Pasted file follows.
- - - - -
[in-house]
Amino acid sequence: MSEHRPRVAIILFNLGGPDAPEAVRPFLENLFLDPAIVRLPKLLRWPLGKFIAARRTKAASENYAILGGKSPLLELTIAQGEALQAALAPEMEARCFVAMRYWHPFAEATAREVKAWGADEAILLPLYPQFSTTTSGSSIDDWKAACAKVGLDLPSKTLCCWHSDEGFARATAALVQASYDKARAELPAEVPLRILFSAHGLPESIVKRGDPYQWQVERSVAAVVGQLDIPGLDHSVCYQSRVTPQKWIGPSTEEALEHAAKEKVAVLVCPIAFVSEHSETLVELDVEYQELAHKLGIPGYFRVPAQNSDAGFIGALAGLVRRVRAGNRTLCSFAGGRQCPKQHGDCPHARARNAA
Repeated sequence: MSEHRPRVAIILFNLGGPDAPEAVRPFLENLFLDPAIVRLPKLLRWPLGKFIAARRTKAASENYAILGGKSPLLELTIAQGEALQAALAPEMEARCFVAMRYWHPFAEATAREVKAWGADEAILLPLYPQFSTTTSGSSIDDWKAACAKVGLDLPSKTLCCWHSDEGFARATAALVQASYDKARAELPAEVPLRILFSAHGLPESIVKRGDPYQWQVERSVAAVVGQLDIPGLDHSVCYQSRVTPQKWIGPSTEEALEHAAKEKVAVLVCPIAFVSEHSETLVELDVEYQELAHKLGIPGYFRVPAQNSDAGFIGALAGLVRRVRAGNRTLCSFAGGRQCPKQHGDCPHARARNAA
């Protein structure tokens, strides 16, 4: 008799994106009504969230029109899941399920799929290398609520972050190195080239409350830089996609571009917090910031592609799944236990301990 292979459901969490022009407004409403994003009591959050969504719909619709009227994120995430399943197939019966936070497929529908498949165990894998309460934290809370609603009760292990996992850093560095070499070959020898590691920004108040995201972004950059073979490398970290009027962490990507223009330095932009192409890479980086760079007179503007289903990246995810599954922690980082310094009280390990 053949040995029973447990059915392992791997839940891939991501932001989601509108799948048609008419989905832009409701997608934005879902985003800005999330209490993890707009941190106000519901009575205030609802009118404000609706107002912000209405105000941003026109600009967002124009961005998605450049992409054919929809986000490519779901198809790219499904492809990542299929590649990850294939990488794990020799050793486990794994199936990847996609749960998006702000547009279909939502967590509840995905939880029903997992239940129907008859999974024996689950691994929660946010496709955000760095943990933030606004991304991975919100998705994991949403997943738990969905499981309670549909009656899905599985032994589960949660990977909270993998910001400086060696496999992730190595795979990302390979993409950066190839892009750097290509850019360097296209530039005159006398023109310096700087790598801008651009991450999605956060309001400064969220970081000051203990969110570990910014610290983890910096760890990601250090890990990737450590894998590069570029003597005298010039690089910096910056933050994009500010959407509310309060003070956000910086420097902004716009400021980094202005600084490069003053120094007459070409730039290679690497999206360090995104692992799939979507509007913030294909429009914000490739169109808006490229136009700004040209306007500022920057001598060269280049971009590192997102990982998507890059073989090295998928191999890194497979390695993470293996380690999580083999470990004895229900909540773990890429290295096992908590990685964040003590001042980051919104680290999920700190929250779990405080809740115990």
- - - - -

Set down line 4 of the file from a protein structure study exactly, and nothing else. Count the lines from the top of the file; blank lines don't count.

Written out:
């Protein structure tokens, strides 16, 4: 008799994106009504969230029109899941399920799929290398609520972050190195080239409350830089996609571009917090910031592609799944236990301990 292979459901969490022009407004409403994003009591959050969504719909619709009227994120995430399943197939019966936070497929529908498949165990894998309460934290809370609603009760292990996992850093560095070499070959020898590691920004108040995201972004950059073979490398970290009027962490990507223009330095932009192409890479980086760079007179503007289903990246995810599954922690980082310094009280390990 053949040995029973447990059915392992791997839940891939991501932001989601509108799948048609008419989905832009409701997608934005879902985003800005999330209490993890707009941190106000519901009575205030609802009118404000609706107002912000209405105000941003026109600009967002124009961005998605450049992409054919929809986000490519779901198809790219499904492809990542299929590649990850294939990488794990020799050793486990794994199936990847996609749960998006702000547009279909939502967590509840995905939880029903997992239940129907008859999974024996689950691994929660946010496709955000760095943990933030606004991304991975919100998705994991949403997943738990969905499981309670549909009656899905599985032994589960949660990977909270993998910001400086060696496999992730190595795979990302390979993409950066190839892009750097290509850019360097296209530039005159006398023109310096700087790598801008651009991450999605956060309001400064969220970081000051203990969110570990910014610290983890910096760890990601250090890990990737450590894998590069570029003597005298010039690089910096910056933050994009500010959407509310309060003070956000910086420097902004716009400021980094202005600084490069003053120094007459070409730039290679690497999206360090995104692992799939979507509007913030294909429009914000490739169109808006490229136009700004040209306007500022920057001598060269280049971009590192997102990982998507890059073989090295998928191999890194497979390695993470293996380690999580083999470990004895229900909540773990890429290295096992908590990685964040003590001042980051919104680290999920700190929250779990405080809740115990």